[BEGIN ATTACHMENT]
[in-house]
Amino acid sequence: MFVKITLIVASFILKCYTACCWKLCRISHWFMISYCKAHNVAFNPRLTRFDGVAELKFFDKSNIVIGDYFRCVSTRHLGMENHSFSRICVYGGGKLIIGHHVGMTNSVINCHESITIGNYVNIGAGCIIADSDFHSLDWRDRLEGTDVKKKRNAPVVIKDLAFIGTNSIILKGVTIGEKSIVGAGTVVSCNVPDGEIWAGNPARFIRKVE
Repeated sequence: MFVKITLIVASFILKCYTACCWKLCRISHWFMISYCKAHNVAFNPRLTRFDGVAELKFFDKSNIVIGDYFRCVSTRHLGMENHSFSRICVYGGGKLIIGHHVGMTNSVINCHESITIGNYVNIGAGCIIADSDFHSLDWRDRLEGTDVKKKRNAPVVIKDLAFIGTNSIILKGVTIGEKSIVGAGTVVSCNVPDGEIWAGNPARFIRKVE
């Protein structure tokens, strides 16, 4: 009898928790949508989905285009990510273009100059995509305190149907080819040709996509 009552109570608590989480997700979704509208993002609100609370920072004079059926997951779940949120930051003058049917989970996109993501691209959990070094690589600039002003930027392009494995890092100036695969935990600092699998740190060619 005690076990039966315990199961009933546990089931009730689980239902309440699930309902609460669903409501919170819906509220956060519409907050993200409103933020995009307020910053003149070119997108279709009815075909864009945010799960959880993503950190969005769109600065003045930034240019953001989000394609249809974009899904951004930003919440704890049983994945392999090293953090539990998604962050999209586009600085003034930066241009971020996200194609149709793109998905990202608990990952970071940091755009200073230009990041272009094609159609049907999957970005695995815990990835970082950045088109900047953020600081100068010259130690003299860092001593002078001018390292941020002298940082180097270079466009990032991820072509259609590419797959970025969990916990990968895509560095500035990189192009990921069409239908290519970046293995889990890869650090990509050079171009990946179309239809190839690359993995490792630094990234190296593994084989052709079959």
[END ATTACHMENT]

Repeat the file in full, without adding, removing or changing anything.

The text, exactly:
[in-house]
Amino acid sequence: MFVKITLIVASFILKCYTACCWKLCRISHWFMISYCKAHNVAFNPRLTRFDGVAELKFFDKSNIVIGDYFRCVSTRHLGMENHSFSRICVYGGGKLIIGHHVGMTNSVINCHESITIGNYVNIGAGCIIADSDFHSLDWRDRLEGTDVKKKRNAPVVIKDLAFIGTNSIILKGVTIGEKSIVGAGTVVSCNVPDGEIWAGNPARFIRKVE
Repeated sequence: MFVKITLIVASFILKCYTACCWKLCRISHWFMISYCKAHNVAFNPRLTRFDGVAELKFFDKSNIVIGDYFRCVSTRHLGMENHSFSRICVYGGGKLIIGHHVGMTNSVINCHESITIGNYVNIGAGCIIADSDFHSLDWRDRLEGTDVKKKRNAPVVIKDLAFIGTNSIILKGVTIGEKSIVGAGTVVSCNVPDGEIWAGNPARFIRKVE
């Protein structure tokens, strides 16, 4: 009898928790949508989905285009990510273009100059995509305190149907080819040709996509 009552109570608590989480997700979704509208993002609100609370920072004079059926997951779940949120930051003058049917989970996109993501691209959990070094690589600039002003930027392009494995890092100036695969935990600092699998740190060619 005690076990039966315990199961009933546990089931009730689980239902309440699930309902609460669903409501919170819906509220956060519409907050993200409103933020995009307020910053003149070119997108279709009815075909864009945010799960959880993503950190969005769109600065003045930034240019953001989000394609249809974009899904951004930003919440704890049983994945392999090293953090539990998604962050999209586009600085003034930066241009971020996200194609149709793109998905990202608990990952970071940091755009200073230009990041272009094609159609049907999957970005695995815990990835970082950045088109900047953020600081100068010259130690003299860092001593002078001018390292941020002298940082180097270079466009990032991820072509259609590419797959970025969990916990990968895509560095500035990189192009990921069409239908290519970046293995889990890869650090990509050079171009990946179309239809190839690359993995490792630094990234190296593994084989052709079959």